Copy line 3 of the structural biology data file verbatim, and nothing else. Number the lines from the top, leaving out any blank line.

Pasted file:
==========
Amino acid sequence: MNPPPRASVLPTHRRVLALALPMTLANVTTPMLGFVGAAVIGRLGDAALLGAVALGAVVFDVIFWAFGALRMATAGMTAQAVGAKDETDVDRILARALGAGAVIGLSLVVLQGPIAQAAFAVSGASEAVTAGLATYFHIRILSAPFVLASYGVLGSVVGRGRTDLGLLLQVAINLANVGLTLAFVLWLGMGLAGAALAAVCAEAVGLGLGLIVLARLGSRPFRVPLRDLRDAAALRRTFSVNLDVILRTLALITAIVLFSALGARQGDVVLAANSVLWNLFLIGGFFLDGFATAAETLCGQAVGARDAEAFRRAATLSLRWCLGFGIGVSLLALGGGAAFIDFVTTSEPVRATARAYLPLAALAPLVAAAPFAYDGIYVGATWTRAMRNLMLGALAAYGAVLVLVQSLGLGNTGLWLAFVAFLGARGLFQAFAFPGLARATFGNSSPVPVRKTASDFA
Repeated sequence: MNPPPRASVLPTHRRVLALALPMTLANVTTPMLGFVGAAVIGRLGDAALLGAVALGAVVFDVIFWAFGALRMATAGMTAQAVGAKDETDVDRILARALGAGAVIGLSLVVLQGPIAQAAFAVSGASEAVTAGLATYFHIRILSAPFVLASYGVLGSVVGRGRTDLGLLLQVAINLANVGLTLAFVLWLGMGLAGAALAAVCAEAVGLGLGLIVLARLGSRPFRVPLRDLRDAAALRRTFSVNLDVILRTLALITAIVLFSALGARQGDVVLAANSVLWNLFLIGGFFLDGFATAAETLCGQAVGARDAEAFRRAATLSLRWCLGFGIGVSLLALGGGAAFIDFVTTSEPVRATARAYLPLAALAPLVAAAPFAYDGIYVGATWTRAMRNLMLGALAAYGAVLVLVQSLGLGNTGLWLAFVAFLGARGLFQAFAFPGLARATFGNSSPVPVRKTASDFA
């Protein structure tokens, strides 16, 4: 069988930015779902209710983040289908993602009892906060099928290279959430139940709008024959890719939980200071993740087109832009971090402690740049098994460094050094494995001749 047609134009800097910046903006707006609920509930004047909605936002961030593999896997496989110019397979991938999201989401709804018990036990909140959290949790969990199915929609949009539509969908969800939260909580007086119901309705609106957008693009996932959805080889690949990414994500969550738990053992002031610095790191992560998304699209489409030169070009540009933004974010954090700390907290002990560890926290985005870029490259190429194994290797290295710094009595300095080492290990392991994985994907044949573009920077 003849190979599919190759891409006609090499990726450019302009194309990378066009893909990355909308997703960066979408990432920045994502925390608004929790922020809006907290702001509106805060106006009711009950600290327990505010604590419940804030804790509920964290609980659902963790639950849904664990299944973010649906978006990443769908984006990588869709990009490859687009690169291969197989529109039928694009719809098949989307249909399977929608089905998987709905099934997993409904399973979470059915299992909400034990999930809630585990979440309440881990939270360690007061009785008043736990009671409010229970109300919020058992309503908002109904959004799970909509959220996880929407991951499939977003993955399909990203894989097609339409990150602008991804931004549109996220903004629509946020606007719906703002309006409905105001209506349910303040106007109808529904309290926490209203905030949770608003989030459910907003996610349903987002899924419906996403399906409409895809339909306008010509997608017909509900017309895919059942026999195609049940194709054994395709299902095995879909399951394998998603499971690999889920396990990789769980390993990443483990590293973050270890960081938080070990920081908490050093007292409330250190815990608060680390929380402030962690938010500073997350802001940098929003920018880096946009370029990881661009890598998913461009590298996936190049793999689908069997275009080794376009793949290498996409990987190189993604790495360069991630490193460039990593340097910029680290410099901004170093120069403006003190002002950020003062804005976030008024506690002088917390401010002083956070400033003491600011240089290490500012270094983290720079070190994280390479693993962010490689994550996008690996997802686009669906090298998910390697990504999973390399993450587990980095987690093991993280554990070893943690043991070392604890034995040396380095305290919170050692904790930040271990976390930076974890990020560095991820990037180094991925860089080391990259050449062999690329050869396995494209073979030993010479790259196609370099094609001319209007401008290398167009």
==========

């Protein structure tokens, strides 16, 4: 069988930015779902209710983040289908993602009892906060099928290279959430139940709008024959890719939980200071993740087109832009971090402690740049098994460094050094494995001749 047609134009800097910046903006707006609920509930004047909605936002961030593999896997496989110019397979991938999201989401709804018990036990909140959290949790969990199915929609949009539509969908969800939260909580007086119901309705609106957008693009996932959805080889690949990414994500969550738990053992002031610095790191992560998304699209489409030169070009540009933004974010954090700390907290002990560890926290985005870029490259190429194994290797290295710094009595300095080492290990392991994985994907044949573009920077 003849190979599919190759891409006609090499990726450019302009194309990378066009893909990355909308997703960066979408990432920045994502925390608004929790922020809006907290702001509106805060106006009711009950600290327990505010604590419940804030804790509920964290609980659902963790639950849904664990299944973010649906978006990443769908984006990588869709990009490859687009690169291969197989529109039928694009719809098949989307249909399977929608089905998987709905099934997993409904399973979470059915299992909400034990999930809630585990979440309440881990939270360690007061009785008043736990009671409010229970109300919020058992309503908002109904959004799970909509959220996880929407991951499939977003993955399909990203894989097609339409990150602008991804931004549109996220903004629509946020606007719906703002309006409905105001209506349910303040106007109808529904309290926490209203905030949770608003989030459910907003996610349903987002899924419906996403399906409409895809339909306008010509997608017909509900017309895919059942026999195609049940194709054994395709299902095995879909399951394998998603499971690999889920396990990789769980390993990443483990590293973050270890960081938080070990920081908490050093007292409330250190815990608060680390929380402030962690938010500073997350802001940098929003920018880096946009370029990881661009890598998913461009590298996936190049793999689908069997275009080794376009793949290498996409990987190189993604790495360069991630490193460039990593340097910029680290410099901004170093120069403006003190002002950020003062804005976030008024506690002088917390401010002083956070400033003491600011240089290490500012270094983290720079070190994280390479693993962010490689994550996008690996997802686009669906090298998910390697990504999973390399993450587990980095987690093991993280554990070893943690043991070392604890034995040396380095305290919170050692904790930040271990976390930076974890990020560095991820990037180094991925860089080391990259050449062999690329050869396995494209073979030993010479790259196609370099094609001319209007401008290398167009």